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The new Union Customs Code, AEO and Special Procedures for repairing aircraft and aircraft parts

As the transition period of the 'new' Union Customs Code (UCC) now enters its final stage, those traders who have not yet renewed any customs approvals or applied for any they require only have a matter of months to get these in place.

In May 2016 the UCC came into effect with a new set of regulations and a tightened approach to customs approvals (now known as Special Procedures); part of these changes introduced mandatory customs guarantees for duties and taxes. April 2019 will see the end of any old Community Custom Code (CCC) approvals and the UCC will be fully effective.

Additionally, Authorised Economic Operator (AEO) certification was firmly put front and centre. Essentially, if you import or export goods (aircraft parts) for repair or installation to aircraft, AEO is effectively critical to manage the financial impact of the new Special Procedures and smooth the flow of goods and customs procedures.

Martyn Fiddler Aviation has been working with MRO's for a number of years and assisting them with customs matters for aircraft. In the last few months we have additionally been speaking with parts organisations and it has become clear that in the UK there is still a significant lack of appropriate customs approvals (Special Procedures), and indeed an understanding of what should be in place for many traders. HMRC seemed to have been behind the curve with pushing the requirements of the UCC and the advantage of AEO status.

Many traders are now facing an uncertain future in customs compliance with potential impact on their cashflow. Coupled with Brexit uncertainties, traders have been left with difficult decisions on where to focus their resources.

Within the Martyn Fiddler Aviation group, MFIOM holds AEO status and has recently expanded the Inward Processing (IP) Special Procedure which is specifically designed to cover repair and overhaul of parts and aircraft. In the past this has been particularly useful to MRO's as we have been able to extend this cover to facilitate their work on third country aircraft. Now, it could become invaluable to parts companies and traders overhauling aircraft parts.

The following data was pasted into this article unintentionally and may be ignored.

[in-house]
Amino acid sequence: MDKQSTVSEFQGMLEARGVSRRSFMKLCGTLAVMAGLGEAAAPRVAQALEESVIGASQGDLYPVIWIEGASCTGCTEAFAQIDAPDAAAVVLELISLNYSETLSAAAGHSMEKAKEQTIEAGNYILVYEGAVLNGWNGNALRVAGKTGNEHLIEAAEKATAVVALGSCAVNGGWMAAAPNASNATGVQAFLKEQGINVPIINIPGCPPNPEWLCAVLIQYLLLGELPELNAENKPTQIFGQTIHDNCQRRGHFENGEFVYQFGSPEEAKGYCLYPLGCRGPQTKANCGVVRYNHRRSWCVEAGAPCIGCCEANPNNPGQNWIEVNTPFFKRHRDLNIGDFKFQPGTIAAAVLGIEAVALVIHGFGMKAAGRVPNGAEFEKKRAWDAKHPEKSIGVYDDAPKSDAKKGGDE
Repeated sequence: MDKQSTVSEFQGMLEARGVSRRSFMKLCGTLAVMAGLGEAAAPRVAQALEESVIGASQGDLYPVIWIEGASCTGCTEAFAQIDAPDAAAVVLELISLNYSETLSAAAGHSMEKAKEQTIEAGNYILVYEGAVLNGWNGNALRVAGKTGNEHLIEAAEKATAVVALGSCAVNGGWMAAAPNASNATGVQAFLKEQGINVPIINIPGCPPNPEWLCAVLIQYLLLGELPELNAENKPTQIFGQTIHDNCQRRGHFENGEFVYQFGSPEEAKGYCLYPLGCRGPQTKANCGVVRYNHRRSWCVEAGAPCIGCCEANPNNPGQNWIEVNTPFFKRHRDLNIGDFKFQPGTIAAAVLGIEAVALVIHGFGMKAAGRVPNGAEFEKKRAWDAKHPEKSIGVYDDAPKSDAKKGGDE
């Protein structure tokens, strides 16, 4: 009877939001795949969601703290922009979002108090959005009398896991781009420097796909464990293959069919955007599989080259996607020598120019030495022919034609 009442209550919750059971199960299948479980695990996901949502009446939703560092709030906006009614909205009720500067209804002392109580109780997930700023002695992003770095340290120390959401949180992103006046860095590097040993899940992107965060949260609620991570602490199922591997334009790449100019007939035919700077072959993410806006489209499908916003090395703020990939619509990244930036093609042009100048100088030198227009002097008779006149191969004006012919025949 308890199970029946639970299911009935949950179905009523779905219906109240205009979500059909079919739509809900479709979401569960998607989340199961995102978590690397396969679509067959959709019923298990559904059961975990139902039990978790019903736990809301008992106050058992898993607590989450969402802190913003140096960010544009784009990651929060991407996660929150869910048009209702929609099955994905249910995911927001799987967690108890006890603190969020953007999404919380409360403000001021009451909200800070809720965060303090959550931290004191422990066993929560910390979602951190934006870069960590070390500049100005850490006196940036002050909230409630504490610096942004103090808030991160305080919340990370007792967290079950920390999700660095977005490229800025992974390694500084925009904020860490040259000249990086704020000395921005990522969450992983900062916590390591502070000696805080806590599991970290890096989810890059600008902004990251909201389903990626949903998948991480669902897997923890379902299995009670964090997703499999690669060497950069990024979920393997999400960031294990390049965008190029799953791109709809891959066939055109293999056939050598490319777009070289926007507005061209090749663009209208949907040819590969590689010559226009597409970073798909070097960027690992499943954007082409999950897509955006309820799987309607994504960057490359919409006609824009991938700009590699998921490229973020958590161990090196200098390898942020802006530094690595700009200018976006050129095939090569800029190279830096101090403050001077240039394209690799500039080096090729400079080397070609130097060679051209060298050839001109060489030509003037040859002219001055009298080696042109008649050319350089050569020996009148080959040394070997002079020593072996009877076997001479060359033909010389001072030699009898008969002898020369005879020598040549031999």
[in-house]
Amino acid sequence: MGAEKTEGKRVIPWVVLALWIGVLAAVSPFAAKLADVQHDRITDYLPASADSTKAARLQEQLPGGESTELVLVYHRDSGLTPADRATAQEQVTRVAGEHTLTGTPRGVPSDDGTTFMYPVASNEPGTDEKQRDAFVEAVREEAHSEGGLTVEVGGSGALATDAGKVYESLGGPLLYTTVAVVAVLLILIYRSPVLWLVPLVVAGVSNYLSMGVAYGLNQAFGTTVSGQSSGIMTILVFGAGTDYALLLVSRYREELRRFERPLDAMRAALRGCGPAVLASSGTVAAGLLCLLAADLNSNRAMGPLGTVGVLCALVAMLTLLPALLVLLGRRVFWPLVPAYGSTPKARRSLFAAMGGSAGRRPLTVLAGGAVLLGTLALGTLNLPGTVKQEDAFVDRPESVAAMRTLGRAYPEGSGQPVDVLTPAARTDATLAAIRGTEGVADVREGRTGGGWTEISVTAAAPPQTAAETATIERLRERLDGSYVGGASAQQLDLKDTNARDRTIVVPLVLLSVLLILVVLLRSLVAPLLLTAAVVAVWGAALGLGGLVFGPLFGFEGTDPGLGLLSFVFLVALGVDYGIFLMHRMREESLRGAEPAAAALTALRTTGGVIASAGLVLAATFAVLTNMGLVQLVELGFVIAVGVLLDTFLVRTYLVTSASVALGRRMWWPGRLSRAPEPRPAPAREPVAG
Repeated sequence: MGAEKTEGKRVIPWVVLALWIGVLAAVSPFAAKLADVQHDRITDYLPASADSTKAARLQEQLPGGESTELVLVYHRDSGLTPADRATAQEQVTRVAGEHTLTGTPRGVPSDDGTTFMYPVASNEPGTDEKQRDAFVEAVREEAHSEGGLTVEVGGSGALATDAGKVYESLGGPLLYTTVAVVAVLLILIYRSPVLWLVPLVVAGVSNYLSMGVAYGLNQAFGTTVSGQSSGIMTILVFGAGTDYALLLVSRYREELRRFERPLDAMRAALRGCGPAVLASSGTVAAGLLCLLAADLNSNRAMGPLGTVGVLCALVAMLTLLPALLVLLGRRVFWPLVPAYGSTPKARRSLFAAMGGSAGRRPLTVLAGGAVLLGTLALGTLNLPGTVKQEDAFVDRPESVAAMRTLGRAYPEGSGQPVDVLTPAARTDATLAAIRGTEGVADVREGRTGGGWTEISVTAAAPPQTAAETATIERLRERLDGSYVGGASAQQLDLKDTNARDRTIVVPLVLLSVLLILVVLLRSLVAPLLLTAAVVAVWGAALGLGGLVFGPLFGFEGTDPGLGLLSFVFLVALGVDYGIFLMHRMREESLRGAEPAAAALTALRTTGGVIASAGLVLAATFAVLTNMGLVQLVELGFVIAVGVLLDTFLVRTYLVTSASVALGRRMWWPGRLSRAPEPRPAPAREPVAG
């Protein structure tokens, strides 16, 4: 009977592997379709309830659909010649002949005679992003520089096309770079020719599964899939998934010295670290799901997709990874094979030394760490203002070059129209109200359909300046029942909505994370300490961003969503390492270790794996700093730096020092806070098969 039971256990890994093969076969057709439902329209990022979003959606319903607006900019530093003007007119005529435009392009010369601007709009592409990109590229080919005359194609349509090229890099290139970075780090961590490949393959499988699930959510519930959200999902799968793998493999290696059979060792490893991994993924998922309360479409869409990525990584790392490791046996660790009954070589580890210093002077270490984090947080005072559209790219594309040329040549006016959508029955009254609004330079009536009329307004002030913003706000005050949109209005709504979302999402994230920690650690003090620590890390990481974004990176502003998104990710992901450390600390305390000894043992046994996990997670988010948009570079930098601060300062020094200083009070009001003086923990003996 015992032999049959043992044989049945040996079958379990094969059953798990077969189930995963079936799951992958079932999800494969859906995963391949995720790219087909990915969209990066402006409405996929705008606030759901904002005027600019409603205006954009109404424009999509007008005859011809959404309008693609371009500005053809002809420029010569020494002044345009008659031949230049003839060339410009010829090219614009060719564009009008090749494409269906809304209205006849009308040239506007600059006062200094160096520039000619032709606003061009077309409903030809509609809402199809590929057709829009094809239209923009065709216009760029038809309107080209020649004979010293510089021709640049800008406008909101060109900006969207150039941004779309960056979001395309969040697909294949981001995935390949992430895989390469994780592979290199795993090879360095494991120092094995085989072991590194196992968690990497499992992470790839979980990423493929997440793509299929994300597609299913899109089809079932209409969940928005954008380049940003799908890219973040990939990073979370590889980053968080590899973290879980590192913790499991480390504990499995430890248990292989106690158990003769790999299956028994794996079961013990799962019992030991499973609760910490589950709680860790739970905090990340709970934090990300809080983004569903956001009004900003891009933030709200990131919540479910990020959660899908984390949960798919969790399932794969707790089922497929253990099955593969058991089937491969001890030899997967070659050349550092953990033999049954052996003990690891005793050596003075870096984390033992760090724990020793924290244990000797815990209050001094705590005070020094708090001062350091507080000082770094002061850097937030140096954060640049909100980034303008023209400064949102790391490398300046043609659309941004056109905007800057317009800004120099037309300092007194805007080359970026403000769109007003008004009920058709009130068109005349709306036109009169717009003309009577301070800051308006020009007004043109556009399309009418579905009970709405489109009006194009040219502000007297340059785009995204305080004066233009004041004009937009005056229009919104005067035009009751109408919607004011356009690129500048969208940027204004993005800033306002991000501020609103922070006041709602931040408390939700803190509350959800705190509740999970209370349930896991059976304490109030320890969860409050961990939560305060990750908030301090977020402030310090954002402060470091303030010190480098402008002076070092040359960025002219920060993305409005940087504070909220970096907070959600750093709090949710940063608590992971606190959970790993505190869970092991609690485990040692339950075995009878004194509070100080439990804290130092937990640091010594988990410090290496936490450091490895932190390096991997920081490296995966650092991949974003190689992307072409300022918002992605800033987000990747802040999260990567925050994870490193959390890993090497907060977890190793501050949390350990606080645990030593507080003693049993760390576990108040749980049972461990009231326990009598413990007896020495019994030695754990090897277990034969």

If the UCC and customs duties, guarantees or compliance has been a problematic topic over the last few months, please do not hesitate in contacting Martyn Fiddler Aviation to discuss the solutions and options we can assist with.


The information included in this article is considered true and correct at the date of publication; changes to rules and regulation made after the time of publication may impact on the accuracy of the information referenced or inferred to in this article. The information in the article may change without notice and Martyn Fiddler Aviation is in no way liable for the accuracy of any information printed or stored or in any way interpreted and used by the user. This article or the information contained in it is not provided or intended to be used as advice of any form.
If you have any doubts or would like to discuss any aspect of this article, please do not hesitate to contact one of our experts who will be happy to discuss your individual circumstance.
About the author

Angie Deady-Fiddler is a customs director of Martyn Fiddler Aviation based at their Shannon office. Angie manages the Ireland, UK and Netherlands businesses ...

Contact Angie Deady-Fiddler
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